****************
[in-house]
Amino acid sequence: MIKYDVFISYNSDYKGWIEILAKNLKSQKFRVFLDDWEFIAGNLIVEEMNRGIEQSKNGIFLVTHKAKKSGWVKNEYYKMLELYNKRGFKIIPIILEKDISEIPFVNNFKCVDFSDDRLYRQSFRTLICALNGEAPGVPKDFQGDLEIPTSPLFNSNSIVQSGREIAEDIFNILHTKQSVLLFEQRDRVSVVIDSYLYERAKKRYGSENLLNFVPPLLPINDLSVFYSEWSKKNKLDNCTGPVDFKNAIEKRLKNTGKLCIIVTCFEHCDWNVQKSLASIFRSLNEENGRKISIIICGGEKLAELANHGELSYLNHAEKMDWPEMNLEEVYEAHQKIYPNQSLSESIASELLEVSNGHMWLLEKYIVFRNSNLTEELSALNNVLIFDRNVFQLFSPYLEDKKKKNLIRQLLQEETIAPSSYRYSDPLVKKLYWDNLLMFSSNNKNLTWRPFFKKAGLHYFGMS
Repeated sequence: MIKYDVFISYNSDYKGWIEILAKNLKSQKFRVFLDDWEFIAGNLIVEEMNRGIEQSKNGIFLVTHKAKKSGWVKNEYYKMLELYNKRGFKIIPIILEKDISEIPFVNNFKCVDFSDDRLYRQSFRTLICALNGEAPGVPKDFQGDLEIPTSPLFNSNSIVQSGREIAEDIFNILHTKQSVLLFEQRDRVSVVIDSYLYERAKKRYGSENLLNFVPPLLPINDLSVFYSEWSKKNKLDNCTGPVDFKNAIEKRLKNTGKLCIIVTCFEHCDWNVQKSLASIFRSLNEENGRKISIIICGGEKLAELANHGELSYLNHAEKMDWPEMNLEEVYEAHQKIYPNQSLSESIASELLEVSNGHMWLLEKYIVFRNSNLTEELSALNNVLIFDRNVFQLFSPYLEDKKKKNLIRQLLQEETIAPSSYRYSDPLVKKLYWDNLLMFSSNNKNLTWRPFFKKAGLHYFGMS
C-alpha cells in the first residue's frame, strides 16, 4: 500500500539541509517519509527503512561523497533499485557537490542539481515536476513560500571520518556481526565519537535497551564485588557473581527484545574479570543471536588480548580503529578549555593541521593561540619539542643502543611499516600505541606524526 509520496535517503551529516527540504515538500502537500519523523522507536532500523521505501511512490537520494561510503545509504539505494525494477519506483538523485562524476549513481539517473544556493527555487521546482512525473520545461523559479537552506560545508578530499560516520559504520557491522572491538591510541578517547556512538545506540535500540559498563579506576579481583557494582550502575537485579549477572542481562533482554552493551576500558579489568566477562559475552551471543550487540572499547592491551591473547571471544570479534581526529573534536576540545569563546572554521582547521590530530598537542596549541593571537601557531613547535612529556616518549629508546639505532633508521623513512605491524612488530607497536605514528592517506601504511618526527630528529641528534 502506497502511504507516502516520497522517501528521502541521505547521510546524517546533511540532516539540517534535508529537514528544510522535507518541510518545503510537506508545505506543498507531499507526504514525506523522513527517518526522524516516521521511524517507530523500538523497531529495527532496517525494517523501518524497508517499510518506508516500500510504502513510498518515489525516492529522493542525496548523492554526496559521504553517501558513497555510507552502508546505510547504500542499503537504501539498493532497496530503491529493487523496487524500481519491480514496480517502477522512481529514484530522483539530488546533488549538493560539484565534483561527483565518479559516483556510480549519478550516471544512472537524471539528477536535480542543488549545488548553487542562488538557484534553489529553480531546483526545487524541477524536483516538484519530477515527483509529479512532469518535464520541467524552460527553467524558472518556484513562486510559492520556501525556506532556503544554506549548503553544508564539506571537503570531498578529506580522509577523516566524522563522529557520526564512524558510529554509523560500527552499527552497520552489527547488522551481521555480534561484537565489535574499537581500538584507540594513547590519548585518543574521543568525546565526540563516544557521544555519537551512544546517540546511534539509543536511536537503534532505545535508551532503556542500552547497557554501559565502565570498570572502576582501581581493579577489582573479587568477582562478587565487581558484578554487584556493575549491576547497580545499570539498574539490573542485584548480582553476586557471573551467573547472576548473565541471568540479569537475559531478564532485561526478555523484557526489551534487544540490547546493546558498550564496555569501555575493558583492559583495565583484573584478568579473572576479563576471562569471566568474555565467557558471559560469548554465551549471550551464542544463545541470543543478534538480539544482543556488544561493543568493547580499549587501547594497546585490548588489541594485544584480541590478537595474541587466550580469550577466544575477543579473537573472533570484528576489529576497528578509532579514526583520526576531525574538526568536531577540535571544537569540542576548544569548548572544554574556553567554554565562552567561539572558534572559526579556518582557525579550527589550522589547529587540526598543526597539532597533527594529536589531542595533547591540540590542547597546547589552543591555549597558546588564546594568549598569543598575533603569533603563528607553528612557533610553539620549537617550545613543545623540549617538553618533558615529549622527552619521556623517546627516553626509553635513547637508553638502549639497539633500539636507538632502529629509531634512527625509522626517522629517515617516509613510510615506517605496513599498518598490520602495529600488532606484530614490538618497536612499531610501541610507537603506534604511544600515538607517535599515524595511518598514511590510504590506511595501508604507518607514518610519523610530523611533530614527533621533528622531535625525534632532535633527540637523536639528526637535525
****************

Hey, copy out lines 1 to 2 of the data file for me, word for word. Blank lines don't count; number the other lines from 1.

[in-house]
Amino acid sequence: MIKYDVFISYNSDYKGWIEILAKNLKSQKFRVFLDDWEFIAGNLIVEEMNRGIEQSKNGIFLVTHKAKKSGWVKNEYYKMLELYNKRGFKIIPIILEKDISEIPFVNNFKCVDFSDDRLYRQSFRTLICALNGEAPGVPKDFQGDLEIPTSPLFNSNSIVQSGREIAEDIFNILHTKQSVLLFEQRDRVSVVIDSYLYERAKKRYGSENLLNFVPPLLPINDLSVFYSEWSKKNKLDNCTGPVDFKNAIEKRLKNTGKLCIIVTCFEHCDWNVQKSLASIFRSLNEENGRKISIIICGGEKLAELANHGELSYLNHAEKMDWPEMNLEEVYEAHQKIYPNQSLSESIASELLEVSNGHMWLLEKYIVFRNSNLTEELSALNNVLIFDRNVFQLFSPYLEDKKKKNLIRQLLQEETIAPSSYRYSDPLVKKLYWDNLLMFSSNNKNLTWRPFFKKAGLHYFGMS